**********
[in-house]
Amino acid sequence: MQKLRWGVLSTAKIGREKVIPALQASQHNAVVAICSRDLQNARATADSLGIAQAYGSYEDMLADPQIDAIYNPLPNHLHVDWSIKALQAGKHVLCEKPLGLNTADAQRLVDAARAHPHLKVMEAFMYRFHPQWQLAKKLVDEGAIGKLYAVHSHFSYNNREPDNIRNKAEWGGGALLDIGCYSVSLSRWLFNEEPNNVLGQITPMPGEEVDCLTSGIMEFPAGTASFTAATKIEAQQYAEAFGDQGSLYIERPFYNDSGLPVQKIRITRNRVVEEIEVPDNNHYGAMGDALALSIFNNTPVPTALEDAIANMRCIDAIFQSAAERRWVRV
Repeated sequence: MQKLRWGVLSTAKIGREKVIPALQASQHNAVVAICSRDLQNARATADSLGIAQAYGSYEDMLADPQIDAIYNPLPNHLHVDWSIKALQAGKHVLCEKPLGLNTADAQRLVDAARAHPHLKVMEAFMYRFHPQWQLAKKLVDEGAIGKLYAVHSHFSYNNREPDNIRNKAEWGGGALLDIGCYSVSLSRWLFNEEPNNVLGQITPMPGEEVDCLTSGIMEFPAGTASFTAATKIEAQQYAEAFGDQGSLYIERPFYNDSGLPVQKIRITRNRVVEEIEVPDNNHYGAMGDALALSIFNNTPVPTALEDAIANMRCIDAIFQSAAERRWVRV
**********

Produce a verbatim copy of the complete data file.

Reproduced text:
[in-house]
Amino acid sequence: MQKLRWGVLSTAKIGREKVIPALQASQHNAVVAICSRDLQNARATADSLGIAQAYGSYEDMLADPQIDAIYNPLPNHLHVDWSIKALQAGKHVLCEKPLGLNTADAQRLVDAARAHPHLKVMEAFMYRFHPQWQLAKKLVDEGAIGKLYAVHSHFSYNNREPDNIRNKAEWGGGALLDIGCYSVSLSRWLFNEEPNNVLGQITPMPGEEVDCLTSGIMEFPAGTASFTAATKIEAQQYAEAFGDQGSLYIERPFYNDSGLPVQKIRITRNRVVEEIEVPDNNHYGAMGDALALSIFNNTPVPTALEDAIANMRCIDAIFQSAAERRWVRV
Repeated sequence: MQKLRWGVLSTAKIGREKVIPALQASQHNAVVAICSRDLQNARATADSLGIAQAYGSYEDMLADPQIDAIYNPLPNHLHVDWSIKALQAGKHVLCEKPLGLNTADAQRLVDAARAHPHLKVMEAFMYRFHPQWQLAKKLVDEGAIGKLYAVHSHFSYNNREPDNIRNKAEWGGGALLDIGCYSVSLSRWLFNEEPNNVLGQITPMPGEEVDCLTSGIMEFPAGTASFTAATKIEAQQYAEAFGDQGSLYIERPFYNDSGLPVQKIRITRNRVVEEIEVPDNNHYGAMGDALALSIFNNTPVPTALEDAIANMRCIDAIFQSAAERRWVRV